Where's the noise? : key features of spontaneous activity and neural variability arise through learning in a deterministic network

Even in the absence of sensory stimulation the brain is spontaneously active. This background “noise” seems to be the dominant cause of the notoriously high trial-to-trial variability of neural recordings. Recent experim
Even in the absence of sensory stimulation the brain is spontaneously active. This background “noise” seems to be the dominant cause of the notoriously high trial-to-trial variability of neural recordings. Recent experimental observations have extended our knowledge of trial-to-trial variability and spontaneous activity in several directions: 1. Trial-to-trial variability systematically decreases following the onset of a sensory stimulus or the start of a motor act. 2. Spontaneous activity states in sensory cortex outline the region of evoked sensory responses. 3. Across development, spontaneous activity aligns itself with typical evoked activity patterns. 4. The spontaneous brain activity prior to the presentation of an ambiguous stimulus predicts how the stimulus will be interpreted. At present it is unclear how these observations relate to each other and how they arise in cortical circuits. Here we demonstrate that all of these phenomena can be accounted for by a deterministic self-organizing recurrent neural network model (SORN), which learns a predictive model of its sensory environment. The SORN comprises recurrently coupled populations of excitatory and inhibitory threshold units and learns via a combination of spike-timing dependent plasticity (STDP) and homeostatic plasticity mechanisms. Similar to balanced network architectures, units in the network show irregular activity and variable responses to inputs. Additionally, however, the SORN exhibits sequence learning abilities matching recent findings from visual cortex and the network's spontaneous activity reproduces the experimental findings mentioned above. Intriguingly, the network's behaviour is reminiscent of sampling-based probabilistic inference, suggesting that correlates of sampling-based inference can develop from the interaction of STDP and homeostasis in deterministic networks. We conclude that key observations on spontaneous brain activity and the variability of neural responses can be accounted for by a simple deterministic recurrent neural network which learns a predictive model of its sensory environment via a combination of generic neural plasticity mechanisms.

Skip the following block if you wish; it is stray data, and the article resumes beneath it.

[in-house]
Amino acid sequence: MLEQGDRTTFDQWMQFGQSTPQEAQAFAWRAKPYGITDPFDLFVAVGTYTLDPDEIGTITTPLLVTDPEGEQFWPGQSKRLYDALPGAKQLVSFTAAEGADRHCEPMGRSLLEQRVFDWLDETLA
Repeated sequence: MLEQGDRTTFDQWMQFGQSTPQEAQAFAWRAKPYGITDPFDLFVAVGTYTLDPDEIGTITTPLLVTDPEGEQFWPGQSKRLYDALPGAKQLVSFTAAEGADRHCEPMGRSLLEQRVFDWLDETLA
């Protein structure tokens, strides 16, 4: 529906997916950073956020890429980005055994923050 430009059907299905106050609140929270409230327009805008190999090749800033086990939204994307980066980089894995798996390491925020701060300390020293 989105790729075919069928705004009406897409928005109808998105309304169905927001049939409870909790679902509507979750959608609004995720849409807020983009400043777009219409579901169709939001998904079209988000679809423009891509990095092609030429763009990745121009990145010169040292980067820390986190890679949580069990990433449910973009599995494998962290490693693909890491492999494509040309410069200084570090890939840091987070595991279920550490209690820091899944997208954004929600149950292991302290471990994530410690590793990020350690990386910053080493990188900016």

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Metadaten
Author:Christoph Hartmann, Andreea Lazar, Bernhard Nessler, Jochen Triesch
URN:urn:nbn:de:hebis:30:3-392292
DOI:http://dx.doi.org/10.1371/journal.pcbi.1004640
ISSN:1553-734X
ISSN:1553-7358
Parent Title (English):Plos Computational Biology, volume 11, issue 12, e1004640 (2015)
Publisher:PLoS
Place of publication:Lawrence, Kan.
Document Type:Article
Language:English
Date of Publication (online):2015/12/29
Date of first Publication:2015/12/29
Publishing Institution:Universitätsbibliothek Johann Christian Senckenberg
Release Date:2016/02/04
Volume:11
Issue:(12): e1004640
Pagenumber:35
First Page:1
Last Page:35
Note:
Copyright: © 2015 Hartmann et al. This is an open access article distributed under the terms of the Creative Commons Attribution License, which permits unrestricted use, distribution, and reproduction in any medium, provided the original author and source are credited
HeBIS PPN:376968303
Institutes:Frankfurt Institute for Advanced Studies (FIAS)
Dewey Decimal Classification:610 Medizin und Gesundheit
Sammlungen:Universitätspublikationen
Licence (German):License LogoCreative Commons - Namensnennung 4.0

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